Rotation will be the key here, with six or seven players slated to get quality time. At the nose, Pat Liebig and Craig Wilson are battle tested, and either could slide to the outside if necessary. Johnny Dingle and Warren Young are proven performers at the defensive end position, and Keilen Dykes is the stalwart at tackle. Add in Doug Slavonic, who should return in a couple of weeks to back up Dykes, and fast improving Scooter Berry, and the picture looks very good, despite Rich Rodriguez' avowal that he only has three or four players that he trusts at the moment.
A changing of the guard is beginning to take shape here, perhaps a bit more quickly than anticipated. Although vets like Jay Henry and Marc Magro (middle), Kevin McLee (weakside) and Bobby Hathaway (strongside) anchor the spots, several newcomers are pushing for playing time. So much so, that they might earn equal status with one or more of the veterans. Reed Williams, who knows both the strongside and middle spots, is pushing Hathaway, especially as the latter battles a foot infection. Before his spring injury, Mortty Ivy was a solid number two behind McLee, and also held down the linebacker position on the third down and long defense. Ovid Goulbourne, who earned mention several times during the spring as a player to watch, was also in the mix on the weakside, with Barry Wright slotted as a rush specialist.
As fall camp progressed, Ivy wasn't quite ready to go full bore, which resulted in some shuffling. Also, true freshman J.T. Thomas impressed to the point where he passed Goulbourne and earned a second team spot with Ivy out. Armed with at least nine players for the three positions, expect to see a number of different rotations, designed to keep WVU's players fresh and combat the strengths of opposing teams. It won't be a surprise to see linebackers in some decidedly unconventional positions on the field.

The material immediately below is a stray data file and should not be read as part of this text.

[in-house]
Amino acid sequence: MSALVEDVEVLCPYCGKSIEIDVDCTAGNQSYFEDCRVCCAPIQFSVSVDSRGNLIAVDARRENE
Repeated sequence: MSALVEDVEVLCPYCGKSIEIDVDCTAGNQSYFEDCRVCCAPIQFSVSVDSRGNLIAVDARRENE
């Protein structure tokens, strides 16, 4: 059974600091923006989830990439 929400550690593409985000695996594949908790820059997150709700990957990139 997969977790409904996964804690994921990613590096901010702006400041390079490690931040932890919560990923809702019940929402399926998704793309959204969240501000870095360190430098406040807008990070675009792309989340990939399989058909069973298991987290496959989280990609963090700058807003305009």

Spurs and Bandits
If there's a pair of positions with more crossover, it might be difficult to imagine. Eric Wicks looks equally at home at spur or bandit, but given their druthers, the coaches might like to see him at the latter. That leaves room at spur for John Holmes, who moved back a level from the crowded linebacker position. However, with Ridwan Malik sidelined by injury for a good portion of the fall, Wicks got time at both spots. Akeem Jackson and Aaron Meckstroth provide quality depth, but the wildcard is Charles Pugh, who might have finally shaken off the brain cramps that affected him last year. Pugh's athleticism could help make these two spots just as deep as the linebacker position, and provide much more versatility than a year ago.
This is the one position where newcomers needed to jump in and help quickly, but for the most part it didn't happen. Heralded Greg Davis missed summer sessions in order to complete his academic work and came in out of shape, and the NCAA Clearinghouse felled Guesly Dervil and Robert Williams. Even if one or the other is able to return, he has probably missed enough time to put him behind the curve for the rest of the year.
At cornerback, Antonio Lewis and Larry Williams hold down the starting job, while backup Vaughn Rivers will be the first man off the bench at either spot. Kent Richardson and newcomer Franchot Allen are vying to be the fourth reliable corner, but inconsistency has plagued both.
The good news is that safety has a pair of very capable contenders. Abraham Jones and Quinton Andrews are locked in a heated battle that has contributed to their overall improvement, and both will certainly see a good deal of playing time.
Antonio Lewis and Vaughn Rivers are the top two at both the kickoff and punt return positions. Darius Reynaud could also see some time running back kickoffs, as could Steve Slaton, who head coach Rich Rodriguez has toyed with at the spot. Fearless Jeremy Bruce is also an option as a punt returner – a critical spot that provided the winning points against East Carolina last year.